WOW: no country effectively “soaks the rich” more than… the USA?!

Tax law professor Paul Caron has some eye-opening data on his blog.

You see, high marginal personal income tax rates are one thing: but “soaking the rich” in this manner, regardless of whether or not this is moral, is a mere exercise in intellectual self-gratification unless it actually brings in more revenue. As a rule, “the rich” have much more access to (legal) tax evasion/tax exposure minimization tools and techniques than the average citizen — quite aside from the fact that an overtaxed rich person may simply decide to voluntarily reduce his income and enjoy more leisure time (“going Galt”).

A more objective measure for how much any given country “soaks the rich” or “leans on the rich” would be how great the share they contribute to total tax revenue is relative to their share of total earnings. The study quoted by Dr. Caron considers the top decile (to 10% earners), across the OECD. (Israel is not on the list as it was only just admitted to the OECD.)

On average, across the OECD, the top decile (top 10% earners) bring in 28.4% of all income, and contribute 31.6% of all tax revenue. 31.6/28.4 yields what I might call a “revenue contribution coefficient” (RCC) of 1.11, where values below 1.0 would represent a windfall to the “rich”, values above 1.0 would represent “leaning” on them, and 1.0 would be neutral.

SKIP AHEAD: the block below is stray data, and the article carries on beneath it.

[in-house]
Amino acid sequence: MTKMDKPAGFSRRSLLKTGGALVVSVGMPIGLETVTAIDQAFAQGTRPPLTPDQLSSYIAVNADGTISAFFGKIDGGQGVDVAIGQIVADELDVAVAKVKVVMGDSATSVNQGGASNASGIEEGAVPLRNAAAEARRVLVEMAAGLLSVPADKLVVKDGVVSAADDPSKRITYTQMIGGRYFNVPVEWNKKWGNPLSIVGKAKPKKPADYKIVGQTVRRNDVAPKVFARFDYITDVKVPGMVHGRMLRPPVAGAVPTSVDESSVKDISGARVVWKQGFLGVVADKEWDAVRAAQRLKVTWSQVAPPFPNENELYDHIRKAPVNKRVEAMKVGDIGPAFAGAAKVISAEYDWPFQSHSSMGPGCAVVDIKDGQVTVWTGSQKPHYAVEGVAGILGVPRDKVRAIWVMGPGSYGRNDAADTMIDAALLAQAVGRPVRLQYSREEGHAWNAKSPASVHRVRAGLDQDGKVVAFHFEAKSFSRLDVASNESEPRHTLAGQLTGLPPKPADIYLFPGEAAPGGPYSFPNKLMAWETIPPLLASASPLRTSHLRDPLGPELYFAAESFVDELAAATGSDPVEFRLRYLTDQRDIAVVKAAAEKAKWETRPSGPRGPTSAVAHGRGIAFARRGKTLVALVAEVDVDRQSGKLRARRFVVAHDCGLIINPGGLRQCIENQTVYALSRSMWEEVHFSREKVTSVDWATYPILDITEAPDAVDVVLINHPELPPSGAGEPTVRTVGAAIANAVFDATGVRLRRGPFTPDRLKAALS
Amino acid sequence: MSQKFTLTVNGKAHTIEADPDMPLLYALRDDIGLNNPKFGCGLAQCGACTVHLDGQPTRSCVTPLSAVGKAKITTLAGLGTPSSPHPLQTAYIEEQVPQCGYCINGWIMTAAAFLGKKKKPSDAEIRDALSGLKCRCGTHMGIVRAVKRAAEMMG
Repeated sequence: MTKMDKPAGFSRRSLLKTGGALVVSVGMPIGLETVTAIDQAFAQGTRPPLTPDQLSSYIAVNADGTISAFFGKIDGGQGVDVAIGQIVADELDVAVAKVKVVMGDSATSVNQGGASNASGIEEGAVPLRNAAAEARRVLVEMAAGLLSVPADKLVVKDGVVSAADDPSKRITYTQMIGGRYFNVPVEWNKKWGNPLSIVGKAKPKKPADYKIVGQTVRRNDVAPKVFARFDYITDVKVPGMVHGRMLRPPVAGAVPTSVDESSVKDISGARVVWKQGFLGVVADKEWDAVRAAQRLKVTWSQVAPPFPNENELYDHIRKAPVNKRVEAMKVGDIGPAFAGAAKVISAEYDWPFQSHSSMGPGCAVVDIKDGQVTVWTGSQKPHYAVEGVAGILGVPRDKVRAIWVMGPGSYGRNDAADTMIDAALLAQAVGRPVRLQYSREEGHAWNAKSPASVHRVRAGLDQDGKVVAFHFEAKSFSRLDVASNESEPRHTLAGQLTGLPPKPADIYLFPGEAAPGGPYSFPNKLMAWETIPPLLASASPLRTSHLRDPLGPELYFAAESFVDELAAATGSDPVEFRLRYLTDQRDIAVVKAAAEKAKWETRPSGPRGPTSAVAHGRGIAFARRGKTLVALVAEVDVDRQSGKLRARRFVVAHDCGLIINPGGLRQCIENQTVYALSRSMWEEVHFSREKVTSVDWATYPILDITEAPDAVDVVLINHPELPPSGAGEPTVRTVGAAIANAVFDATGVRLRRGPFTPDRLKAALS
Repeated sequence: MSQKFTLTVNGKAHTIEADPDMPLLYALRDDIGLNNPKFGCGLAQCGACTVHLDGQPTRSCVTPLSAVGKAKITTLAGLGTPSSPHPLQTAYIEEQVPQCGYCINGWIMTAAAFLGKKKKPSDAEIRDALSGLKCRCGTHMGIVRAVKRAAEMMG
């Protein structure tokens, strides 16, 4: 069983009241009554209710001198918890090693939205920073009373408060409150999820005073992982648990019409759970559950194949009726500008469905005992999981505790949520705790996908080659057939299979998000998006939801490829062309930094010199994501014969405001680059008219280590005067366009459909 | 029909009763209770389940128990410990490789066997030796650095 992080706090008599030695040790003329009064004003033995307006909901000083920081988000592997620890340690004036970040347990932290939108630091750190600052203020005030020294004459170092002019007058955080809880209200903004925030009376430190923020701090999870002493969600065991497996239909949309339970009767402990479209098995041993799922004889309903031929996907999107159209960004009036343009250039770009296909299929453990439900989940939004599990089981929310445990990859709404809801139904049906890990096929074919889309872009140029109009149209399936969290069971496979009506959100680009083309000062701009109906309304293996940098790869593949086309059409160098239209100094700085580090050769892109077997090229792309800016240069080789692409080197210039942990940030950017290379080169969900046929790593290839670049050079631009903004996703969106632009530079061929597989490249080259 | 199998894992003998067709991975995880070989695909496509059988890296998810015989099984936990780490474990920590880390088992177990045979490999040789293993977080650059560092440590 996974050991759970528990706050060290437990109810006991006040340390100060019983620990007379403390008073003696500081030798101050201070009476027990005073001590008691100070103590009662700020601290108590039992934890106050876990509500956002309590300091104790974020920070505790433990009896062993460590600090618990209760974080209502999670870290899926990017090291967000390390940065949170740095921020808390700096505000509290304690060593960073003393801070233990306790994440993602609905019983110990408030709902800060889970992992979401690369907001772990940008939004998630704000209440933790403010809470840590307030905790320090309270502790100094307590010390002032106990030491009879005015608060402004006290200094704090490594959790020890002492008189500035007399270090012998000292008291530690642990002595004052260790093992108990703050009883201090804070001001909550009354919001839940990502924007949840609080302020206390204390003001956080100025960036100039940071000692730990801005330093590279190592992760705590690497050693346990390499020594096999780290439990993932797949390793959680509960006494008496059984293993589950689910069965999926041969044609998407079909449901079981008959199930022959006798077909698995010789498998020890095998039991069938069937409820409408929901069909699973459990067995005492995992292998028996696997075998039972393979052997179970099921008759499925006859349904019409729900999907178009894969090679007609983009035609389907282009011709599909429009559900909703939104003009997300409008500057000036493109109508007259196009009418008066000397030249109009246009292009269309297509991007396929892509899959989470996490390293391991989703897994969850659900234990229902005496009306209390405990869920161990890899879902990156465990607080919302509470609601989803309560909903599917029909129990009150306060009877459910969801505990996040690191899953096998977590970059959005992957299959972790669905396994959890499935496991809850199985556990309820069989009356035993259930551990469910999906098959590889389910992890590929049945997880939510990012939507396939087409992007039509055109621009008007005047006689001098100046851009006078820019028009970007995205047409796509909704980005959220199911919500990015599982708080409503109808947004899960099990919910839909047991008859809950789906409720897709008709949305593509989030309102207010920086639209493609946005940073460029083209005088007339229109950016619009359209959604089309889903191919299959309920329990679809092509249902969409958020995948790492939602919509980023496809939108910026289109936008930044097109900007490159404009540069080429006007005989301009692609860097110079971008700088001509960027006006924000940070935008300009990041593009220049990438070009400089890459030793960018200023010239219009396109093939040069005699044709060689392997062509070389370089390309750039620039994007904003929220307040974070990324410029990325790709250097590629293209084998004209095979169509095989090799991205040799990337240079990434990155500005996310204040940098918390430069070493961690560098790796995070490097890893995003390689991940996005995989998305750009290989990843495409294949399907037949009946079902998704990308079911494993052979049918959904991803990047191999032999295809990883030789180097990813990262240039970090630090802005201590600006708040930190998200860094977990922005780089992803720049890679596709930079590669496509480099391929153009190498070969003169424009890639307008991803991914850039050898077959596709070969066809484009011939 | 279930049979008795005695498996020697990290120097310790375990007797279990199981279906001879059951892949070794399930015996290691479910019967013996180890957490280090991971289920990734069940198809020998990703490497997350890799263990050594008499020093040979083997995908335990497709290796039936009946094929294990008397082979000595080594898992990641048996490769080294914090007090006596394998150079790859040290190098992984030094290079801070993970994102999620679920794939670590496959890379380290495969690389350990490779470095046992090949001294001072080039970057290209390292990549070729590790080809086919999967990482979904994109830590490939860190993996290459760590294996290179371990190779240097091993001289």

Now admittedly, in the USA, the top decile earns 35.1% of all income (considerably higher than the OECD average), but they also contribute… 45.1% of all tax revenue. This leads to an RCC of 45.1/35.1=1.35, the very highest in the OECD. Australia (RCC=1.28) and the Netherlands (RCC=1.25) come 2nd and 3rd in the OECD, respectively, while, surprisingly, famously “high-tax” Belgium, Sweden, and Norway all have RCCs below one!

The real world is rather different from economic fantasyland.

Do high marginal taxes actually bring in more revenue?

Veronique de Rugy (via Insty) has a graph that says more than a thousand words. Below are plotted two variables as a function of time: the highest marginal tax rate in the USA, and the percentage of aggregate taxpayer income that is raised as actual tax revenue. Surprise, surprise… even when the top marginal tax bracket exceeded 90%, the Federal gov’t did not manage to capture more than about 20% of aggregate taxpayer income as revenue.

US marginal tax, and tax revenue as a percentage of aggregate income, over the years

So ideas about solving the deficit by “soaking the rich” may make wealth distributionists feel good, but will not materially solve anything. They aremere exercises in intellectual self-gratification — which some would argue is the true essence of left-liberalism.

The interesting part for me isn’t that “soaking the rich” just won’t work (this doesn’t surprise me) but how the aggregate tax revenue exhibits, all things considered, such low sensitivity to wild variations in the highest marginal bracket.